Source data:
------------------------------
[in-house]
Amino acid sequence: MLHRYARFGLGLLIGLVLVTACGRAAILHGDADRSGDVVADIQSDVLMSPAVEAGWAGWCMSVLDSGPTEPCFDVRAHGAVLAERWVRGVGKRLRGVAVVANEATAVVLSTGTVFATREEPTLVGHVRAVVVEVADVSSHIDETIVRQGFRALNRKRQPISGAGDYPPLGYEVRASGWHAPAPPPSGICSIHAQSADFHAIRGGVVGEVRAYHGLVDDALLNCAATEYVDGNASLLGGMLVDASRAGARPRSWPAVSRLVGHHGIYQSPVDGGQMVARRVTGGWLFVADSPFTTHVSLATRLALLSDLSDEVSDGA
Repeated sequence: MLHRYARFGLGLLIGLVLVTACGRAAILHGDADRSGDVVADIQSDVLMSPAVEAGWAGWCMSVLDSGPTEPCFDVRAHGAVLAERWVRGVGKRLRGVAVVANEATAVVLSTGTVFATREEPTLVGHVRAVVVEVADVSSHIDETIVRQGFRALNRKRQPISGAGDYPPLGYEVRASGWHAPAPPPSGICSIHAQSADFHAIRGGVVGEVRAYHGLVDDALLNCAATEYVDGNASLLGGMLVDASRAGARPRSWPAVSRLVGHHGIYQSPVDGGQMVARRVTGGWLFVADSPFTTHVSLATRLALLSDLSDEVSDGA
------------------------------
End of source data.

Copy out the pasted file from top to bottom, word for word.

[in-house]
Amino acid sequence: MLHRYARFGLGLLIGLVLVTACGRAAILHGDADRSGDVVADIQSDVLMSPAVEAGWAGWCMSVLDSGPTEPCFDVRAHGAVLAERWVRGVGKRLRGVAVVANEATAVVLSTGTVFATREEPTLVGHVRAVVVEVADVSSHIDETIVRQGFRALNRKRQPISGAGDYPPLGYEVRASGWHAPAPPPSGICSIHAQSADFHAIRGGVVGEVRAYHGLVDDALLNCAATEYVDGNASLLGGMLVDASRAGARPRSWPAVSRLVGHHGIYQSPVDGGQMVARRVTGGWLFVADSPFTTHVSLATRLALLSDLSDEVSDGA
Repeated sequence: MLHRYARFGLGLLIGLVLVTACGRAAILHGDADRSGDVVADIQSDVLMSPAVEAGWAGWCMSVLDSGPTEPCFDVRAHGAVLAERWVRGVGKRLRGVAVVANEATAVVLSTGTVFATREEPTLVGHVRAVVVEVADVSSHIDETIVRQGFRALNRKRQPISGAGDYPPLGYEVRASGWHAPAPPPSGICSIHAQSADFHAIRGGVVGEVRAYHGLVDDALLNCAATEYVDGNASLLGGMLVDASRAGARPRSWPAVSRLVGHHGIYQSPVDGGQMVARRVTGGWLFVADSPFTTHVSLATRLALLSDLSDEVSDGA